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Now That's What I Call a Cover Letter Vol I
August 8, 2014 5:43 AM   Subscribe

How does a job-seeking cover letter stand out in this day and age?

Are there different conventions when one is responding to creative jobs or to sites known for humor, liberal use of pop-culture inflected vernacular and general irreverence? I know that the typical cover letter should explain why your skills and experience fit the job, but in a situation, say, where writers are sought, should you try to spice things up a bit and show some creativity? I often feel that my bios and cover letters are very Dragnet ("Just the facts, Ma'am.") and I wonder if that could be working against me. I know that in many publishing settings, cutesy or needlessly detailed cover letters are frowned upon, but I'm not sure if that holds true for modern creative jobs like writing for websites. I tend to be terse, and I wonder if that is a bad strategy. Could the Hivemind give me some guidance?
posted by Kitty Stardust to Work & Money (10 answers total) 32 users marked this as a favorite
 
It's my understanding that most cover letters go unread. It doesn't matter if it's a straight up corporate job or a creative job.

Your portfolio and resume do your talking for you. I do know that goofy or cutesy do NOT cut it. While those in your generation may get a giggle out of it, if the hiring manger or HR recruiter is MY age, I'd shit-can the whole thing so fast it would make your head spin.

To my mind it's too dicey a proposition. My cousin is a content editor for an entertainment website, and while it's PARTAY on the site and in her social media, business is business.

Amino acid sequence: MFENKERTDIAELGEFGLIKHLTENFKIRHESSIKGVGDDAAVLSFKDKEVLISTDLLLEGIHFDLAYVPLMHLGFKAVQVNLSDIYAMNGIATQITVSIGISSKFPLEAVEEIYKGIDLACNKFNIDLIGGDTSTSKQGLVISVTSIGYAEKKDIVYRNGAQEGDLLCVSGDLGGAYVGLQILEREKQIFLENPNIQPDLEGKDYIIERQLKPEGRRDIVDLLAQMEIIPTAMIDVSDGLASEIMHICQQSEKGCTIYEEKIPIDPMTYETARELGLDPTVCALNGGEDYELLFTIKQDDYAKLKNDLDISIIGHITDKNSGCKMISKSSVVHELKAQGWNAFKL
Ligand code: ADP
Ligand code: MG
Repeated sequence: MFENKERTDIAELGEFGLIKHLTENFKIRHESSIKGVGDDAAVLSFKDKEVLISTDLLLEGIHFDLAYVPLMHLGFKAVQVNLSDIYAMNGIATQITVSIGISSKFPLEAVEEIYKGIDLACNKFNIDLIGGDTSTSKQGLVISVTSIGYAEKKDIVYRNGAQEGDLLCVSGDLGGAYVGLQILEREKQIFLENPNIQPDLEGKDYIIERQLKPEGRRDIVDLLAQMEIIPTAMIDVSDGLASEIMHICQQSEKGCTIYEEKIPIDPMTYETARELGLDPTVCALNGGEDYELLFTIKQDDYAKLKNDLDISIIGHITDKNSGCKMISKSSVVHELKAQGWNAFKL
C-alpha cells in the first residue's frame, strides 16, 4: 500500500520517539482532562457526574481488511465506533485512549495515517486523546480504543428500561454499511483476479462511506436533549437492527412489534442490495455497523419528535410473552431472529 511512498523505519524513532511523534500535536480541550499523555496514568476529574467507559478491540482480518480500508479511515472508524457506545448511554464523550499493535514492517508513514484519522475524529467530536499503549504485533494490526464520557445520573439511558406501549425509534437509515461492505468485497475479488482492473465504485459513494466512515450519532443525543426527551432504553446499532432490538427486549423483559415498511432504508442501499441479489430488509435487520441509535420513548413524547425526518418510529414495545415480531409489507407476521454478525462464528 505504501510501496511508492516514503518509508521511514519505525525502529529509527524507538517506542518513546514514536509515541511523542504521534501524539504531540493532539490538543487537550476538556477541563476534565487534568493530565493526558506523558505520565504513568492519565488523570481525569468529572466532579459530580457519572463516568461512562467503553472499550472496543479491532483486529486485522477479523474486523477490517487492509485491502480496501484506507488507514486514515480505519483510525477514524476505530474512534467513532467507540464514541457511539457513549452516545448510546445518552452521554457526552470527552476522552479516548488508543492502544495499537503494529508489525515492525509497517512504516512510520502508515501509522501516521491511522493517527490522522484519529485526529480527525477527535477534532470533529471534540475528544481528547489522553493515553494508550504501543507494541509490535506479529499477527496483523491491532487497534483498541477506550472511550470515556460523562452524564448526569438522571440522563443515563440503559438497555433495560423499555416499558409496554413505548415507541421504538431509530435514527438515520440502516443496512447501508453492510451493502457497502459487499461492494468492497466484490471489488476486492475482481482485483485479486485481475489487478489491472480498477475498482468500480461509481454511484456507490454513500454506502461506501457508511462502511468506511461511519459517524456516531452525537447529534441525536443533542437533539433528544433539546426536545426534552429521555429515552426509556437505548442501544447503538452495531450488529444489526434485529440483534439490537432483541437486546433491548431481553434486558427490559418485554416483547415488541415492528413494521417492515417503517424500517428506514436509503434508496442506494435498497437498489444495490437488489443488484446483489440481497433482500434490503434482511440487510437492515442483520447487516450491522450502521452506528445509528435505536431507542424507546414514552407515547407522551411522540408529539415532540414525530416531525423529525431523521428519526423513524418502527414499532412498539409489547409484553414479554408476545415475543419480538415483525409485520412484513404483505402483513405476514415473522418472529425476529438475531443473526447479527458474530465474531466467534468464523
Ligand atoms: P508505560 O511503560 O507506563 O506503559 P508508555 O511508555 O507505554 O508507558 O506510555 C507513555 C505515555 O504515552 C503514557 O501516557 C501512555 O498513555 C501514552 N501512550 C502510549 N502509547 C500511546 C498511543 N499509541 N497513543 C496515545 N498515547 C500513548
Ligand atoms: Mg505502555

posted by Ruthless Bunny at 5:50 AM on August 8 [1 favorite]


As a hiring manager, the cover letter is the first thing I look at. I'm not sure where the idea that most cover letters are not read comes from. In any case, many cover letters are read and it is worth putting an effort in for those cases.

Ask a Manager has lots of tips on how to write great cover letters.
posted by grouse at 6:04 AM on August 8 [7 favorites]


I've found that my natural inclination, which is to belabor over and craft a really tailored, well-wrought cover letter, actually results in far fewer calls than when I jot off something relevant but brief and kind of impersonal. Which is not at all to say that a cover letter is unimportant, just that the terms of success may be different than what's intuitive.
posted by threeants at 6:12 AM on August 8 [1 favorite]


In my field, if you survey 100 people who read job applications and do hiring, about half will say that they read the cover letter first and half will say that they read someone's resume first.

If you're applying for writing jobs and they don't request a writing sample, consider the cover letter your writing sample. Be sure that you've covered your bases - explain why you're perfect for the job and what you can do for the organization, use correct grammar and spelling - but don't sweat it too much, either. I read something recently about how you shouldn't state your name in the first sentence of your cover letter. I felt mortified because I've been doing that. Then I thought, well, I've gotten interviews so maybe that's not the worst thing in the world.